Cersei Lannister can throw a world-class icy stare, but on Game of Thrones, nobody does bone-chilling evil like the Night King and his White Walker retinue. These undead big bads are as scary as they are mysterious. What motivates them, besides ice magic, fear of Valyrian steel, and a desire to destroy all life? The show hasn’t told us much, but here’s everything it has revealed so far about the Night King, the White Walkers, and the Army of the Dead.
Beware the frozen heart
In season six, one of Bran Stark’s visions revealed the Walkers’ ironic origin story. Centuries before the events of the show, the Children of the Forest, indigenous inhabitants of Westeros, faced a crisis. The First Men, ancestors of the Westerosi we know today, brought with them bronze weaponry and a general penchant for destruction. Desperate to protect their lands, the Children created the White Walkers to fight back against the invaders. The Children sacrificed a human, stabbing him through the heart with dragonglass. But the dark ritual backfired, and the victim transformed into the first White Walker, who would become the Night King.
The Long Night
The White Walkers swept Westeros from the North (atop ice spiders big as hounds, if you believe Old Nan), and with them came a sunless winter that plunged the continent into cold and darkness. The Long Night lasted a generation, during which the White Walkers ravaged the land and terrorized First Men and Children alike. The common enemy forced the First Men to unite with their foes, and armed with dragonglass blades, their combined force defeated the Walkers and caused them to retreat North.
Afterward, a Stark ancestor not-so-coincidentally named Brandon the Builder enlisted the help of the Children to raise the Wall, a massive structure of magic-reinforced ice. The White Walkers were trapped forevermore north of the Wall, unable to reenter the Seven Kingdoms (at least until recent events), and eventually faded into fireside folklore alongside snarks and grumpkins.
White makes Wight
But the Walkers survived the next few millennia, and continued to multiply by turning human babies into ice monsters just like themselves. One procurement strategy involved an agreement with Craster, a wildling lord beyond the Wall. Craster sacrificed all his newborn sons to the Walkers, and in return, they didn’t visit him with icy death.
But relying on a steady supply of wildling babies won’t build an army overnight. The Walkers’ real growth-hacking strategy is their ability to raise the dead. At the Battle of Hardhome, Jon Snow saw these powers firsthand. When the fighting was over and bodies covered the frozen ground, the Night King raised his hands—and Jon’s heart sank as every one of those bodies stood up. The reanimated corpses became wights, ready to fight steadfastly (if a bit stiffly) for their King.
This means every dead body is a potential new soldier in the Army of the Dead. And not just humans; horses, giants, polar bears, and as of season seven, the Wall-destroying artist formerly known as Viserion. Does it make sense that the Night King’s new superweapon can fly even with holes all over its leathery wings? No. Does that make it any less terrifying? Also no.
The White Walkers may seem like unthinking, unfeeling murder drones. And maybe they are. But they possess at least a hive intelligence, and generally seem to be a step ahead of the living. Think back to Thrones’ pilot episode, when they surprised and slaughtered a group of Night’s Watch deserters, or “Beyond the Wall,” when Jon Snow’s hunting party just happened to find a small pod of wights in a valley tailor-made for an undead ambush.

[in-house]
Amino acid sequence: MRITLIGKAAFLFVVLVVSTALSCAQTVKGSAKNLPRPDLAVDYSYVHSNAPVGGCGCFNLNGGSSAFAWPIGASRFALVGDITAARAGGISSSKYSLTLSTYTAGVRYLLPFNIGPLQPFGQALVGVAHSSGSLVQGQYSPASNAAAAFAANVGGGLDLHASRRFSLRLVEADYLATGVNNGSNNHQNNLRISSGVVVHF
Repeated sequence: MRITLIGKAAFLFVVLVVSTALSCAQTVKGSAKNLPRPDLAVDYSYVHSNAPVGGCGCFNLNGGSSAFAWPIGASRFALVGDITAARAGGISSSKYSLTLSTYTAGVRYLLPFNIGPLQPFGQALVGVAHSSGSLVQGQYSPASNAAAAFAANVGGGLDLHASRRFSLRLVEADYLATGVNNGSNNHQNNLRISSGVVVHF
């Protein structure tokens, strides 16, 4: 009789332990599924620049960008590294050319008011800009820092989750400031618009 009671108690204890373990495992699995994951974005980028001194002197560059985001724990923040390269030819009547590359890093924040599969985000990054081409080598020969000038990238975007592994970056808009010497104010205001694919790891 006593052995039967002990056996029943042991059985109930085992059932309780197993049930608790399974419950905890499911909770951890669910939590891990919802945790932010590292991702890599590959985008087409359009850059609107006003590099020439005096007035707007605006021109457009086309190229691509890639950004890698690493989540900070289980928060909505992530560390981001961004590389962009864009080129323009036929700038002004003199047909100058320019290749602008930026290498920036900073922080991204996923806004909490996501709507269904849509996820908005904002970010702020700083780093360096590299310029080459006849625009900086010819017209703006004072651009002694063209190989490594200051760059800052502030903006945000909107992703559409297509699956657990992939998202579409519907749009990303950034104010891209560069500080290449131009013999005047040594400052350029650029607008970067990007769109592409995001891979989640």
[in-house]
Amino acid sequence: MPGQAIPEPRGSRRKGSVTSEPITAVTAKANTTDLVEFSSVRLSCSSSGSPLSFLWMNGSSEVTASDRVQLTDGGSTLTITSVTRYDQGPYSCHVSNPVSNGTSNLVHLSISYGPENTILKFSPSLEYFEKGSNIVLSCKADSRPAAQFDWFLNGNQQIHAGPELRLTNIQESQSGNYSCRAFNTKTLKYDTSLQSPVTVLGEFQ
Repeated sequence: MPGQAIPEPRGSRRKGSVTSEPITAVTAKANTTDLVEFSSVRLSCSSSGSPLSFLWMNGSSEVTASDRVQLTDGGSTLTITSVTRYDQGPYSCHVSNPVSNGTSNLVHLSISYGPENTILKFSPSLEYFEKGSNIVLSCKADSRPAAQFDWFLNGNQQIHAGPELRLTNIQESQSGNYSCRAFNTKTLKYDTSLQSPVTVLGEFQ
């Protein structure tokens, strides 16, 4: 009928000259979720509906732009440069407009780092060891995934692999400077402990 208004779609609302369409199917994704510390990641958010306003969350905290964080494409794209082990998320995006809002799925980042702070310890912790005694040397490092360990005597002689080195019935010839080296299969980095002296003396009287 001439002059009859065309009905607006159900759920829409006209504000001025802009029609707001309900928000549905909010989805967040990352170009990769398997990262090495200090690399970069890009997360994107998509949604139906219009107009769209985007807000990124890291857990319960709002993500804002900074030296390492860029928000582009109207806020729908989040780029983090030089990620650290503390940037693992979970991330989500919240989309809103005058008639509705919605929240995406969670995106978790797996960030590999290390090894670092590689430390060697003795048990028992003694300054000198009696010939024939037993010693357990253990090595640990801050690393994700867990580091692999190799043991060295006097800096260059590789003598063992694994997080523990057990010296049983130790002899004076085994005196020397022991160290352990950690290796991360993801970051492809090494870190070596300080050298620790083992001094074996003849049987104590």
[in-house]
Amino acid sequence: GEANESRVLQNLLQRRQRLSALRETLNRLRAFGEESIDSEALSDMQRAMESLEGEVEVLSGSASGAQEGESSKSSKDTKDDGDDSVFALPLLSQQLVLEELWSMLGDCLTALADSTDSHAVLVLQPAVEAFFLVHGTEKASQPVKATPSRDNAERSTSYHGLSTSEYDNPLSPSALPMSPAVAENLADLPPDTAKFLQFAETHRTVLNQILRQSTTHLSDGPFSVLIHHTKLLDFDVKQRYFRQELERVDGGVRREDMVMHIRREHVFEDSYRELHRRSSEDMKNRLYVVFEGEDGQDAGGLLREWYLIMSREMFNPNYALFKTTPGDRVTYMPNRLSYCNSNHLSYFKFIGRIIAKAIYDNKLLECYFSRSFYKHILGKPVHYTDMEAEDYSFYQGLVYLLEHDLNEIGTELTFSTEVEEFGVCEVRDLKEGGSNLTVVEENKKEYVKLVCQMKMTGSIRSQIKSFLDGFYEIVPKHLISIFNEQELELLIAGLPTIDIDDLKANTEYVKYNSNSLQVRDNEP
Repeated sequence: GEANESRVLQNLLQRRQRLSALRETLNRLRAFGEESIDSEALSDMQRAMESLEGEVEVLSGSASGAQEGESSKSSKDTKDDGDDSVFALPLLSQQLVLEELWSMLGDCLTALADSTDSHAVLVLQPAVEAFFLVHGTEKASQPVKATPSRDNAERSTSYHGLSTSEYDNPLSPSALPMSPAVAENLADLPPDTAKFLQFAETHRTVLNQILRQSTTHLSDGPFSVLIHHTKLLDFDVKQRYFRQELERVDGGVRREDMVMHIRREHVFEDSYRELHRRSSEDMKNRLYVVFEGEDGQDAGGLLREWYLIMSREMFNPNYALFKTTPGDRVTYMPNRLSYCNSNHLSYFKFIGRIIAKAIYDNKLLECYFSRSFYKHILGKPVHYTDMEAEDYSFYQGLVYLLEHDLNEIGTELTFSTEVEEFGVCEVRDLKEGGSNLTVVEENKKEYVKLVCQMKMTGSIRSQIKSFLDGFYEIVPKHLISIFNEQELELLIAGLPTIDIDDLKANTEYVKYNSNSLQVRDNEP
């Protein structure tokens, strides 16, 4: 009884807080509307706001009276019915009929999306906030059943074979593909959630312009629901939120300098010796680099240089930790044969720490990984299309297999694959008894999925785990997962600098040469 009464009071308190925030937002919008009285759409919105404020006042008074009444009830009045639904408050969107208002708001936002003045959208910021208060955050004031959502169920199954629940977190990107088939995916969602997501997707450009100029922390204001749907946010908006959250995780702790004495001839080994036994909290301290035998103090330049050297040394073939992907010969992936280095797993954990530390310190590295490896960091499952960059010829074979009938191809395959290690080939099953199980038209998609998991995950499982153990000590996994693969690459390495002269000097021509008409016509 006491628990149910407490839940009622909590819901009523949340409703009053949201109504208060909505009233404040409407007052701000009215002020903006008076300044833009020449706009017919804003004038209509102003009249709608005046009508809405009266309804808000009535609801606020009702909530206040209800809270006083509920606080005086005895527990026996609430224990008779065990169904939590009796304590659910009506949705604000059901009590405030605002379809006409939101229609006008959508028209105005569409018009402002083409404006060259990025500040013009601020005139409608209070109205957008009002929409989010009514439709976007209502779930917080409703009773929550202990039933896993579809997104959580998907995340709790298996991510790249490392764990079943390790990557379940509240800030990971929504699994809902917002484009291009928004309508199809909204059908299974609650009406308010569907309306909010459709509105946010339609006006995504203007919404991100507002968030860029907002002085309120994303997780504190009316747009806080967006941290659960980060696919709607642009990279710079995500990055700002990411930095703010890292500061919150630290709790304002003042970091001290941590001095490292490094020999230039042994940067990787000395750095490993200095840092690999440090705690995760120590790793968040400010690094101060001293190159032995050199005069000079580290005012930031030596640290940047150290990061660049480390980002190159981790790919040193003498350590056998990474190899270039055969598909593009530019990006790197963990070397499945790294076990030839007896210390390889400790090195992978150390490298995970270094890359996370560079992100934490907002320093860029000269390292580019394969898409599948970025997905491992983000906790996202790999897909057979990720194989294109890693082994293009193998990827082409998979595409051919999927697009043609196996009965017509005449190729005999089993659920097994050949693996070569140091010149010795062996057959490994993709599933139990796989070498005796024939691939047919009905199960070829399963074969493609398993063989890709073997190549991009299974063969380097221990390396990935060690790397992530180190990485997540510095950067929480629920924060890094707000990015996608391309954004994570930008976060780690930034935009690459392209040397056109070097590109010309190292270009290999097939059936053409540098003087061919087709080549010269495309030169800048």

Only one person can (probably) stop them...
The red priestess Melisandre frequently alludes to a prophecy: the Prince Who Was Promised, Azor Ahai reborn, who will use his flaming sword Lightbringer to liberate humanity from the forces of evil. (Azor Ahai was a mythical hero who brought light to the land after an age of darkness, which many suspect to have been the Long Night.) At first, Melisandre mistakenly believed the late Stannis Baratheon would fulfill the prophecy. But now she’s all aboard the Jon Snow train.
Of course, there’s nothing in the Red God’s rulebook that says Azor Ahai must be reborn as a man. So the Prince Who Was Promised could actually be a Princess...or a Queen.
And don’t forget about Bran. With his ability to see across time and space—and the psychic connection he seems to have formed with the Night King—the new Three-Eyed Raven looks to play a pivotal role in the wars to come.
...but they do have weaknesses
If the prophecy of Azor Ahai doesn’t come to pass, there are a few more things that could end the Night King’s reign. We know the volcanic rock dragonglass (the maesters call it obsidian) definitely kills White Walkers. At Hardhome, Jon Snow took out a Walker with Longclaw, his Valyrian steel sword—and the Night King definitely noticed. There are a few other Valyrian steel weapons floating around: Arya’s dagger, Sam’s family sword Heartsbane, Brienne’s Oathkeeper, and Widow’s Wail, currently in the possession of Jaime Lannister.
Plain old fire can’t hurt the Walkers (although it does take care of their wights). Perhaps a dragon’s fire would be hot enough. You know Daenerys, Drogon, and Rhaegal will be burning for revenge after Viserion’s death. It remains to be seen whether any of the above can deal with the Night King himself, but if the season eight trailer is any indication, the living will find out soon enough.
The Great War is upon us at last. Will it mark the end of the White Walkers, humanity, or both? Get HBO from DIRECTV and tune in to Game of Thrones to find out.
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